March 5, 2021
Brighid Pulskamp has made hundreds of face masks for the people of the Navajo Nation. The tribe inhabits parts of Utah, Arizona, and New Mexico. Pulskamp wants us to remember the story of how the Navajo weathered the pandemic. “Our people are resilient,” she told TIME for Kids. “They have always learned to adapt.”
To make sure the story is told, Pulskamp has donated masks to the Autry Museum of the American West, in Los Angeles, California. In April, the museum issued a call for face masks, family recipes, and stories about how the pandemic was affecting people’s lives.
The Autry is not alone. Museums everywhere are collecting items to capture this historic moment as it’s happening. Long after the pandemic is over, ordinary things like hand sanitizer and grocery lists will tell historians how we experienced this life-changing event.
“We tend to think history is something that happened 20, 30, 100 years ago,” says Aaron Bryant, a curator at the National Museum of African American History and Culture, in Washington, D.C. The museum is documenting pandemic life. “But history happens before our eyes, every single day.”
Eventually, museums hope to acquire things like medical equipment, social-distancing signs, and handwashing posters. For now, they’re mostly collecting digital artifacts, like photographs.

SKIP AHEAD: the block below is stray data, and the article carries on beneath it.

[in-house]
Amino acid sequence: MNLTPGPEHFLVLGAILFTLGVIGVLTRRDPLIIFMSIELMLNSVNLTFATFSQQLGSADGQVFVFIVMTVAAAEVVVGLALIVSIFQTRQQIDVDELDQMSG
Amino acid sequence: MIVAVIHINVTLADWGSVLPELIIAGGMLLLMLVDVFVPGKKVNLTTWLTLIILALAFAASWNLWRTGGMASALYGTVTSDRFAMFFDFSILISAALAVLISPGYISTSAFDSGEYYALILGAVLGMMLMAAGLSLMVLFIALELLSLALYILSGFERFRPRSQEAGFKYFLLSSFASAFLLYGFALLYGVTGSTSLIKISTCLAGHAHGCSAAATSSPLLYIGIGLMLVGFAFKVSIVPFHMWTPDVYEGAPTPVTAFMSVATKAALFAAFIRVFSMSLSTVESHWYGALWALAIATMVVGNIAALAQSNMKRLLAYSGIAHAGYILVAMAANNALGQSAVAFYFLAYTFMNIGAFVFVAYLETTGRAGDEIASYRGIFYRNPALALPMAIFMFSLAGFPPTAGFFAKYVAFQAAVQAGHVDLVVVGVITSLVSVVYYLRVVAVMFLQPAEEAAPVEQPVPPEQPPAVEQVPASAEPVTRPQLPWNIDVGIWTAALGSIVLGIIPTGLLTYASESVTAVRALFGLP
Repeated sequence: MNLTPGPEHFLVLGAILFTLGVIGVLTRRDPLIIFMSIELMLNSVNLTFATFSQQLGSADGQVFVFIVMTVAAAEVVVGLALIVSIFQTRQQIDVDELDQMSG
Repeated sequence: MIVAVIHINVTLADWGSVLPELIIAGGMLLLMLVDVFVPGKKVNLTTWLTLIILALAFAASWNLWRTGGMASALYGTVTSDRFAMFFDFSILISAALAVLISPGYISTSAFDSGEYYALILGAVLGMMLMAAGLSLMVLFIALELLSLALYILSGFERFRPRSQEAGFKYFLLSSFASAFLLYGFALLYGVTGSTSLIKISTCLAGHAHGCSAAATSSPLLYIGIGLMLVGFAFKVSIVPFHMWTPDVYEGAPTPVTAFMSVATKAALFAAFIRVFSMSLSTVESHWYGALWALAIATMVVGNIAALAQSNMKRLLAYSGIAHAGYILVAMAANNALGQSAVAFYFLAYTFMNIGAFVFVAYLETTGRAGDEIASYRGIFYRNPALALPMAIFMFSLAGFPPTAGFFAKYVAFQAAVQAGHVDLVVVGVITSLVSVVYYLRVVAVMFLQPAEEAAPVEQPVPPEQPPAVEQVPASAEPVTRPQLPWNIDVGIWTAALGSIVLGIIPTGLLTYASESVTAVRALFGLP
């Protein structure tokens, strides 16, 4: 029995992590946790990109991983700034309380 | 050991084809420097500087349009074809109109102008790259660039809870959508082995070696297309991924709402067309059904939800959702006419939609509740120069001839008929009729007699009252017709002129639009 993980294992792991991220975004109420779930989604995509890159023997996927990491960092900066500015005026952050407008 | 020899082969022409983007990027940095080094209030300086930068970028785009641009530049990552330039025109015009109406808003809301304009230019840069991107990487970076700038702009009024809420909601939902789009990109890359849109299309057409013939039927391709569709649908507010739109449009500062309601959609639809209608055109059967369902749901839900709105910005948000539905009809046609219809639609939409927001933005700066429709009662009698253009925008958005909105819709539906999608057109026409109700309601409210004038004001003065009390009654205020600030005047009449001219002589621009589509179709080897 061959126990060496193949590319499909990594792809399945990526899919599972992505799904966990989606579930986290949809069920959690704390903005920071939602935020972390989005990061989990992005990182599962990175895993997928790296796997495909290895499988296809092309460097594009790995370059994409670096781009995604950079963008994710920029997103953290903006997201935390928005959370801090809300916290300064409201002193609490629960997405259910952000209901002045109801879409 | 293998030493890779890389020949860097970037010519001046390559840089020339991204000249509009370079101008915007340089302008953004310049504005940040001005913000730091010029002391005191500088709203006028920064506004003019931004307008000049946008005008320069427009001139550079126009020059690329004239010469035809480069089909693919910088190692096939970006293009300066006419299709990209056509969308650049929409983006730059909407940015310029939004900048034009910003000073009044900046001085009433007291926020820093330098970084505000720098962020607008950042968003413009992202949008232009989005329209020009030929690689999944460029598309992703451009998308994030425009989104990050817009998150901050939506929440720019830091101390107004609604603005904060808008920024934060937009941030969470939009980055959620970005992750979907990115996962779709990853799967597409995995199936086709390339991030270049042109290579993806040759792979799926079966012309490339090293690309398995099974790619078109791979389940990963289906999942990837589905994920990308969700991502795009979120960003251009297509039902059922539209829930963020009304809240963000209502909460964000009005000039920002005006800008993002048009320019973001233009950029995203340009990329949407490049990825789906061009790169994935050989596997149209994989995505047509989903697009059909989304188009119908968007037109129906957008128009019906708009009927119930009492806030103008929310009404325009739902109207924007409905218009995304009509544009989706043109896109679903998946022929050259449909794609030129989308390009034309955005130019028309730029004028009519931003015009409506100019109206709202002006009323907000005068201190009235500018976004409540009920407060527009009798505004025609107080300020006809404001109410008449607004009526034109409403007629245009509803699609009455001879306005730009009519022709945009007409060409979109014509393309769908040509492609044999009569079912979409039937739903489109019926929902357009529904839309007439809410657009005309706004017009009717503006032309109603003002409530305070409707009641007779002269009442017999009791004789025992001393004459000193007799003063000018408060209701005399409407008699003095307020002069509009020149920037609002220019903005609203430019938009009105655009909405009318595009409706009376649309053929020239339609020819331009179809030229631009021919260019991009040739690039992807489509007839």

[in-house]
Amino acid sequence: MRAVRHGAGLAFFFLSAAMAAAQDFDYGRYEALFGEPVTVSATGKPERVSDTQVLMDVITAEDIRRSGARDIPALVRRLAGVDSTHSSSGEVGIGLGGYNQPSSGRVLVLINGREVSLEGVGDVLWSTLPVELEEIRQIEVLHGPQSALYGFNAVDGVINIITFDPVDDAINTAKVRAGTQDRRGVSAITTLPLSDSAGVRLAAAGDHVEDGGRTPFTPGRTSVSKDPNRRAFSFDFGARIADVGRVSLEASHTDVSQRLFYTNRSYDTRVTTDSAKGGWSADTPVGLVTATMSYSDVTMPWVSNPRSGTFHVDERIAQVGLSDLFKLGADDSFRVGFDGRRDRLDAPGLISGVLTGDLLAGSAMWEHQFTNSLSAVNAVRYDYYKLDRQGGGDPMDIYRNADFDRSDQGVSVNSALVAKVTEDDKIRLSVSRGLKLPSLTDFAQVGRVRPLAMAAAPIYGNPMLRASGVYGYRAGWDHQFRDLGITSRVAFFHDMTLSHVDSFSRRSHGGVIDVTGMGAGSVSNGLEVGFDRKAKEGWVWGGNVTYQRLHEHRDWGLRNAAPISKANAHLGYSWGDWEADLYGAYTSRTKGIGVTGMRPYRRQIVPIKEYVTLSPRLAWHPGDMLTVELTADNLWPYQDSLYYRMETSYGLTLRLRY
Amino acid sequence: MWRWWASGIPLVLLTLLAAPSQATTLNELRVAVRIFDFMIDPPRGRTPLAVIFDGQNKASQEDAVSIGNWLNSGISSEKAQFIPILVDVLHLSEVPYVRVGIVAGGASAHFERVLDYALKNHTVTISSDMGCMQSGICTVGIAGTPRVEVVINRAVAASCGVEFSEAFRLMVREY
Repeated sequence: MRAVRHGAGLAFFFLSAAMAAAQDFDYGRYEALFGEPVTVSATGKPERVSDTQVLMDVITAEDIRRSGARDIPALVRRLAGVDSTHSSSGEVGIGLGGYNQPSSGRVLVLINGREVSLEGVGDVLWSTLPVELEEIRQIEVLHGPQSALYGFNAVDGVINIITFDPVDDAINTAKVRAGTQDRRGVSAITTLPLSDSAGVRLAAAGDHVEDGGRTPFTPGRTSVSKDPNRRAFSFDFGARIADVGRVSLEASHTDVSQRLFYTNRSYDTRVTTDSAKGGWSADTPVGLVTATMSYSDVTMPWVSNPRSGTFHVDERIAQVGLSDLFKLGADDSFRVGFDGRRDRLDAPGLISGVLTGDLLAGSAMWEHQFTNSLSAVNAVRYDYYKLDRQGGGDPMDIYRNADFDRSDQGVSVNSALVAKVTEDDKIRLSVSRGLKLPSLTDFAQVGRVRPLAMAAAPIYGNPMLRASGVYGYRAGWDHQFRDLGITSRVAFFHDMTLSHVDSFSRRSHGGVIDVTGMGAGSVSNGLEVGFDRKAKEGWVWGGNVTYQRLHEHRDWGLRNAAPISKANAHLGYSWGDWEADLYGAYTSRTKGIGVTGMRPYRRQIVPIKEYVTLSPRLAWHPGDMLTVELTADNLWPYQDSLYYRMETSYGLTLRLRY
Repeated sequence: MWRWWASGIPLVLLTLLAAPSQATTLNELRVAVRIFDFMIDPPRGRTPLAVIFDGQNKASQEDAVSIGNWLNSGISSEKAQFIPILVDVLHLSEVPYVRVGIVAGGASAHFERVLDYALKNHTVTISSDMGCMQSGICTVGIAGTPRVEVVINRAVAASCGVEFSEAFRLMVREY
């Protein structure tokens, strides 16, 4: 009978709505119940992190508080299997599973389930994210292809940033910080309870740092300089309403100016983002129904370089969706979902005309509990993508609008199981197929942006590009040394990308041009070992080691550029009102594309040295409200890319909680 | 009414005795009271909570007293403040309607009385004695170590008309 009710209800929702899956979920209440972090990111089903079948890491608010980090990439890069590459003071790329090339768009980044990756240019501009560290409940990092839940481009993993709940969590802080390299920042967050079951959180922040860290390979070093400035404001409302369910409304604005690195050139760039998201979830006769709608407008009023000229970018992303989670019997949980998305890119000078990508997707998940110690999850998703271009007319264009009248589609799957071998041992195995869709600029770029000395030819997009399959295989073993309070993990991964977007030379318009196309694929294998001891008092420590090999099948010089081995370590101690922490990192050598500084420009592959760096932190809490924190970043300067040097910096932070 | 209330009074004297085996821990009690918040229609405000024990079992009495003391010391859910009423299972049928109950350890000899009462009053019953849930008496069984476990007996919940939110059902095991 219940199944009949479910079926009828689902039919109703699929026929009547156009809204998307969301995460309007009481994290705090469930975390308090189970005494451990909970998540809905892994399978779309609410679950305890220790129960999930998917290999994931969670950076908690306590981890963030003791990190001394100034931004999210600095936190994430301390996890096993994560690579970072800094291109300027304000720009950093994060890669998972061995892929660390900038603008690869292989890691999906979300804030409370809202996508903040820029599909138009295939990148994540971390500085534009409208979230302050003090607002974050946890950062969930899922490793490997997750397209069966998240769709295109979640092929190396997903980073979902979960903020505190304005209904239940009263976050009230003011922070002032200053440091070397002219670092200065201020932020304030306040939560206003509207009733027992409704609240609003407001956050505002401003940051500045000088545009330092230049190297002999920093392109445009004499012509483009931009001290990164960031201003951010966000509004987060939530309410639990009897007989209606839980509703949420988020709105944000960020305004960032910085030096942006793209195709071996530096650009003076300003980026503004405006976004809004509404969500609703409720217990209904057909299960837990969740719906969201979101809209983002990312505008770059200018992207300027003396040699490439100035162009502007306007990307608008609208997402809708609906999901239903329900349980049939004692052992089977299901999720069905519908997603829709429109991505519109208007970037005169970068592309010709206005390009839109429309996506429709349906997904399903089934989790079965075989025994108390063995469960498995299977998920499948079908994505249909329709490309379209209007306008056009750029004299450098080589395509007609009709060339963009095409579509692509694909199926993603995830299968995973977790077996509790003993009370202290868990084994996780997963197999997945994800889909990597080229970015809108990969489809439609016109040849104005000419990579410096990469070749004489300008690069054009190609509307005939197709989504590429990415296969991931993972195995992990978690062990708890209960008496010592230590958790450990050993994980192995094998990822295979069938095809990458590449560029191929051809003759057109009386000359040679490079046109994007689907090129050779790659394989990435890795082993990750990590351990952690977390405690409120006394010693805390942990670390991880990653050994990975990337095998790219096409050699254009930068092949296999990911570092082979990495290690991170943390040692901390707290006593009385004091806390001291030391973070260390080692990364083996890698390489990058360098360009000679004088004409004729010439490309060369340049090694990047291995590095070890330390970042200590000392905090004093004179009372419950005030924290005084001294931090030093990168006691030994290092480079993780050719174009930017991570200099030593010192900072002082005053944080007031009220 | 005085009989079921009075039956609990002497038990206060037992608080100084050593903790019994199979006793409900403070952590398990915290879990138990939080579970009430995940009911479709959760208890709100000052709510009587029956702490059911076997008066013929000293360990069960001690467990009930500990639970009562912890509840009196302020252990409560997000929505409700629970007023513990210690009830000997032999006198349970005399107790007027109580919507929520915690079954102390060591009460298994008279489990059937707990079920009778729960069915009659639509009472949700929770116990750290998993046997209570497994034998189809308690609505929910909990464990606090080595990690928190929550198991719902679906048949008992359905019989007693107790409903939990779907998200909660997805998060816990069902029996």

Maria Hagstrup is a curator at Vesthimmerlands Museum, in Denmark. When lockdown began there, in March 2020, she grabbed her camera. “I walked around my hometown, taking photos of—actually—what did not happen!” she says. In Hagstrup’s photos and in others submitted to her museum, places normally filled with people—a row of businesses, a supermarket aisle—are deserted. Where there are people, they’re several feet apart, or separated by a window.
There was a “feeling of great loneliness” everywhere, Hagstrup says. But there were lighter moments, too: “A dentist in equipment that looks like something from space,” she says. “Or people singing from their balconies.”
Some institutions are asking people to share their stories. The California Historical Society (CHS) has received personal entries from kids. Xiomara, 13, from Marina, California, described staying home during the pandemic. She has missed her grandmother. “I like to let her know that I love her and care for her,” Xiomara wrote. “I could do that through the phone, but it’s just not the same as hugging someone and spending the day with them.”
Stories like this will help future generations understand the emotional impact of the pandemic, says CHS reference librarian and archivist Frances Kaplan. “People are not shying away from personal details,” she says. “They are being extremely open.”
That’s what museums are counting on. “History is made by ordinary people and their everyday lives,” Bryant says. “Even ordinary things”—like face masks—“can reflect history in an important way.”
What’s Your Story?
How has your life changed during the pandemic? Historians want to know how people are spending their time, what challenges they face, and what brings them moments of joy.
Libraries, historical societies, and museums in your area might have websites where you can submit your account of life during the pandemic. You may also be able to share pictures of pandemic-related objects. These might include grocery lists or art projects you’ve created while at home.